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Episode 1: Let’s Open This Little Smartie Up!

Episode 1: Let’s Open This Little Smartie Up!

Hello again!
As promised, in the first lesson, we will discuss the anatomy of a smart contract together. We will create a simple smart contract on the Remix IDE. We will then compile and deploy the smart contract on an Ethereum testnet.
Let’s get rights to it then!

Let’s Start With Remix

As mentioned in the prologue, we will be using the Remix IDE. You can easily use Remix by going to its website (the web app) or downloading the desktop version if you prefer it that way.
When you open Remix for the first time, you will see this screen.

On the left side, we have the menu common in most IDEs. You would be able to see your workplace and the smart contracts created there.

On the main vertical menu and just below the search icon, we have the Compile and Run sections respectively.
Check out the following short video and try to explore the options one by one yourself.

We will see them in action in the next section. But first, we need to write our first smart contract!

The Anatomy Of A Smart Contract

Just like a Class in an object-oriented programming language like Java, a smart contract has its own anatomy. In other words, there are basic definitions that need to be there for the contract to be functional.
Here, you can see the basic structure of a smart contract:

// SPDX-License-Identifier: GPL-3.0
pragma solidity >=0.8.2 <0.9.0;

contract HelloWorld {
/* write your code here / 

Now, let’s discuss these components in detail.

// SPDX-License-Identifier: GPL-3.0

The first line is a license that allows you to share your code. This is required as we deploy smart contracts on a public blockchain.

pragma solidity >=0.8.2 <0.9.0; 

With this line, we are defining the version of the compiler.

This information is useful for others to understand what was the version of the compiler we used when we were writing, testing, and deploying this smart contract.

The line above tells that the compiler 0.8.2 and any other version between this and 0.9.0 (not 0.9.0 itself) are compatible with this smart contract. Let’s check some other examples to ensure that we get the idea:

// Only this version works
pragma solidity 0.8.2;

// This version and any version before this will work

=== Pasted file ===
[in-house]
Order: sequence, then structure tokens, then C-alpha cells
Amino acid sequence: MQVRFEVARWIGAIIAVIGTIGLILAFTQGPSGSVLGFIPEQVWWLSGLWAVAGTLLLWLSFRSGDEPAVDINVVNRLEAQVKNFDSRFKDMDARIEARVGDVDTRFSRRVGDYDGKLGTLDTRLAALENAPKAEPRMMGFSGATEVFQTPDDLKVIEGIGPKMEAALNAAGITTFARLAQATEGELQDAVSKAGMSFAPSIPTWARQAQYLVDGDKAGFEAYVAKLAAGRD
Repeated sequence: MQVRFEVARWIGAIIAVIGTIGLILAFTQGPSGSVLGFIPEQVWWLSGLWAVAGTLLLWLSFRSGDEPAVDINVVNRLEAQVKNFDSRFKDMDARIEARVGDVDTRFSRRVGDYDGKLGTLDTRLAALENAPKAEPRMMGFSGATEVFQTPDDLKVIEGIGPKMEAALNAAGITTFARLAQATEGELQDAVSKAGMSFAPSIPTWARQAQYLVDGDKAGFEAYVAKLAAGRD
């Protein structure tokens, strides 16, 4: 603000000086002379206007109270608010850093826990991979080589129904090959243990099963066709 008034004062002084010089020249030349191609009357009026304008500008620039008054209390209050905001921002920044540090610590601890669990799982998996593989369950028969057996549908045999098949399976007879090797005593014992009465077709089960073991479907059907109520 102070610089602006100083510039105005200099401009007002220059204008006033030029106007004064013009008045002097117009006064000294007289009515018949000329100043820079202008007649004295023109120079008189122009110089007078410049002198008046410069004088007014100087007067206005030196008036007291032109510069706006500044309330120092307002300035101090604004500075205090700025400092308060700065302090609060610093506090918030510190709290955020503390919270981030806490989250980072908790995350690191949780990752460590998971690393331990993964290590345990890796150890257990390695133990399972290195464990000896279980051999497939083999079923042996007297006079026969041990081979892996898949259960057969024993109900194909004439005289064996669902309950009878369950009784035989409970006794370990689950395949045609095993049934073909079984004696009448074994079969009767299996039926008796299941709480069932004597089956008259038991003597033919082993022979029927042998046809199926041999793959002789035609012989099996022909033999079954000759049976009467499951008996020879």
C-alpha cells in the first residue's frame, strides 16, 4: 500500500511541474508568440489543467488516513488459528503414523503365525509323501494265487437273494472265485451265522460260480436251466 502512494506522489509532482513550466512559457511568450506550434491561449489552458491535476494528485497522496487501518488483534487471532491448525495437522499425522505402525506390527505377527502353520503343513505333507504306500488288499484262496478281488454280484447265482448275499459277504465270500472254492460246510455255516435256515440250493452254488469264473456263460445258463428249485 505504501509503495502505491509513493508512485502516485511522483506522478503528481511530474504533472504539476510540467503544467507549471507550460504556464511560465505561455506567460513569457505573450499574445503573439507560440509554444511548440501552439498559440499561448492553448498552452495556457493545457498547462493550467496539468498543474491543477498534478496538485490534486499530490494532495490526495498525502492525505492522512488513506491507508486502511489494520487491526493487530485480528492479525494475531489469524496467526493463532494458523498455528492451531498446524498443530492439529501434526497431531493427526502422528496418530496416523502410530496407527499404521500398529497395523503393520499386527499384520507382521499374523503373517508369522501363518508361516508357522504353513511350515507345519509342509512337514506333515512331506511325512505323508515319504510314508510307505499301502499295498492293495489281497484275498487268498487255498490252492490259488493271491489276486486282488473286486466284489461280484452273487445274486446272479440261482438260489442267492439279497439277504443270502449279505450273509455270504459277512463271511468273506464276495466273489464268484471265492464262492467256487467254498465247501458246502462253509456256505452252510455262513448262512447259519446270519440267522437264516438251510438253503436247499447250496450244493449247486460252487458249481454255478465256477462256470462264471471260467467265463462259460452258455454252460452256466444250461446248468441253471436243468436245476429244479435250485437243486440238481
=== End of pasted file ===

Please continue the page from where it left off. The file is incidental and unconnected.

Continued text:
pragma solidity <=0.8.2;

// Only versions after this will work
pragma solidity >0.8.2; 

And finally, we have our smart contract which is defined like a class.

Local variables and functions including the constructor will be placed between these two brackets.

contract HelloWorld {
/* write your code here */

Now, let’s create our first smart contract!

The Hello World Smart Contract

Before we create the .sol file, you should know that your compiler is always set to the latest available version. You can use that version in your smart contract.

After including the license and specifying the compiler’s version, define your smart contract by the word “contract” and add the name of your contract afterward. Here, I have selected the name “HelloWorld”.

Now, we define the constructor. Similar to a class constructor in OOP languages, the constructor will initiate the smart contract. Your constructor can have an input or be without one. Here, our constructor doesn’t have an input as it is simply going to print a message.

constructor () {}

To be able to print something in the console, we need to import a library. Just like OOP languages, the import will happen outside the smart contract. So just before the smart contract starts, include the following import code:

import "hardhat/console.sol";

Now, you’ll be able to print your message in the console using the “log” command.

console.log("Your Message");

That’s it. Our simple “HelloWorld” contract is finished. Now, let’s compile and run it and check the output together.

The Hello World Smart Contract: Compile and Run

Now, from the left menu choose “Solidity compiler”. Make sure that the compiler version matches the one you’ve defined in the smart contract and click on compile.

Now, you can simply deploy the compiled file and run your smart contract on the Ethereum blockchain. Select “Remix VM (London)”, ensure that the right smart contract is selected, and click on “Deploy”.

Now, check out the console and try to find your message.

Coming Up: Variables!

As you can see, our first smart contract was so simple. It just printed a message in the console in its constructor.
Let’s spice things up a bit in the next episode and add some variables to our smart contract!

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